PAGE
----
“I may not have gone where I intended to go, but I think I have ended up where I needed to be.”
--- Douglas Adams

Friday, July 27, 2012

Breaking News Before Coffee

We can't bust heads like we used to. But we have our ways. One trick is to tell stories that don't go anywhere. Like the time I caught the ferry to Shelbyville. I needed a new heel for m'shoe. So I decided to go to Morganville, which is what they called Shelbyville in those days. So I tied an onion to my belt. Which was the style at the time. Now, to take the ferry cost a nickel, and in those days, nickels had pictures of bumblebees on 'em. Gimme five bees for a quarter, you'd say. Now where was I... oh yeah. The important thing was that I had an onion tied to my belt, which was the style at the time. You couldn't get white onions, because of the war. The only thing you could get was those big yellow ones...
--Grampa Simpson





Hubby and I had a stupid argument this morning about what the term "Breaking News" means. A topic too stupid to discuss at 6:30am, when one of us was just waking up and the other was just about to leave the house for the day; certainly a topic too stupid to discuss before either of us had any coffee. So up front, sorry Hubby for wearing an onion on my pants and taking the ferry to Shelbyville before coffee.

If you're like me, you see the TV screen flash "Breaking News" and you think you're going to hear something important. You stop and listen.

I've noticed that the breakfast TV news I watch in the morning has been having a lot of "Breaking News" lately. As usual, I stop to listen, only to find out that the "Breaking News" is just a regular news story, and not anything really important, or not important enough for me to miss my bus and be late to work for.

I brought this up to Hubby this morning. My complaint was that my preferred breakfast TV news source was using the term "Breaking News" too loosely and almost becoming a crying wolf situation where I wasn't going to stop and listen to them whenever they said some story was breaking.

Now I trust Hubby. I understand his position. I trust that his definition of "Breaking News" is the correct one. He's dedicated his professional life to journalism. If I were to trust any source regarding the definition of newsy-type terms taken at his word, without demanding any documentation, it would be Hubby.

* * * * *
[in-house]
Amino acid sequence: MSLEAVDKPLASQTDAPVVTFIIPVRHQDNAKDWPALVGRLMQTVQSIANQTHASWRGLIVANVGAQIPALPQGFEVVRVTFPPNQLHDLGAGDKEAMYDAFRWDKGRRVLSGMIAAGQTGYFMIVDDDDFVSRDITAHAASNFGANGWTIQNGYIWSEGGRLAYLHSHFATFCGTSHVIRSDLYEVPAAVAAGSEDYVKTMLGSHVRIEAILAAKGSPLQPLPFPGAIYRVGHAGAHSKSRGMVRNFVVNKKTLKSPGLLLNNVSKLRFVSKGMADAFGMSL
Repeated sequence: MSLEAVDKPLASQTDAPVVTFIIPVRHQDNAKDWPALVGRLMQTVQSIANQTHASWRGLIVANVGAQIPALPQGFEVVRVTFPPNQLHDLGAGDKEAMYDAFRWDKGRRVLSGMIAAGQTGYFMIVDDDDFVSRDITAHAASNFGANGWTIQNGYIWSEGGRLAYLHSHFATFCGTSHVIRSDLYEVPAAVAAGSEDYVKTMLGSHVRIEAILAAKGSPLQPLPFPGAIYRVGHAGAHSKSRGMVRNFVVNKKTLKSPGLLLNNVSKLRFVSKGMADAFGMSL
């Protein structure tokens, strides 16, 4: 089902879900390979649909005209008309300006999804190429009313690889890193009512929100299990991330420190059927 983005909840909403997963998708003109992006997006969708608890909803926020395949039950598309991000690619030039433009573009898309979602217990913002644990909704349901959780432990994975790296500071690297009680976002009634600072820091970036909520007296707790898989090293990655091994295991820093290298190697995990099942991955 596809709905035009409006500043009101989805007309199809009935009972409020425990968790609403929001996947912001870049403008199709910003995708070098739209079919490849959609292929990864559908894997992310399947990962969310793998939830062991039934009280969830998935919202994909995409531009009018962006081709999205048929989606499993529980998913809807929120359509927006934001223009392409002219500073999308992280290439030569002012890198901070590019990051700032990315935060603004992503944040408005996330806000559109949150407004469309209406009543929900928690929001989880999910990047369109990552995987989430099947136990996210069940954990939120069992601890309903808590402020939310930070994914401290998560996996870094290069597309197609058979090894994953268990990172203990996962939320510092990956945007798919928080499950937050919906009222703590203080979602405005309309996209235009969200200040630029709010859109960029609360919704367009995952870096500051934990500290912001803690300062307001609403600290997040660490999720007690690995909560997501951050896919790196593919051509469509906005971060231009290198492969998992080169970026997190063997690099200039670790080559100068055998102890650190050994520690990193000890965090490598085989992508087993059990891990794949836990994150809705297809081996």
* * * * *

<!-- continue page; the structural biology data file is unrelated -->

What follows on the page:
His definition of "Breaking News" is news happening now; news that is happening and being reported or revealed at this moment. I completely understand the definition and agree with him.

My argument was that the general public doesn't view the term "Breaking News" the same way that a reasonable person would.

At 6am, before my coffee, I think of "Breaking News" the same way I think most of the general public does. I'm guessing that this is the way the general public thinks because I got my definition from about.com, the premier source for pedestrian definitions;  "Breaking news usually refers to events that are unexpected, such as a plane crash or building fire. Breaking news can also refer to news that occurs late in the day, close to a news outlet's usual deadline."

When I hear the term "Breaking News" on the news I expect to hear something that's going to affect my day; something like a big crash on Muni that will keep me from getting to work on time, some giant fire, a really famous or well-known person dying or getting badly hurt, a natural disaster like an earthquake over 7.0 or a 30 mile long cyclone brush fire filled with robots, killer bees and siafu ants making its way across the plains states. I don't want to hear about a policeman who shot a burglar in a small city 500 miles away from me, or that some former presidential candidate had some sun spots removed from his face and he's recovering nicely at his vacation home somewhere fancy, gated and exclusive. Save those stories for the regular news rotation and leave the "Breaking News" stories for things that will have an impact on my day, especially at 6am.

As annoying as it is, it seems that my preferred breakfast TV news source honors the true definition of "Breaking News" and not that of the general public. I'll have to remember that and not hurry to the TV every time I hear the musical cue followed by the phrase "Breaking News."

Hope I don't miss anything important. I really don't like siafu ants.

Wednesday, July 11, 2012

On Overlooking the "h" - An Open Letter to Noosa Yoghurt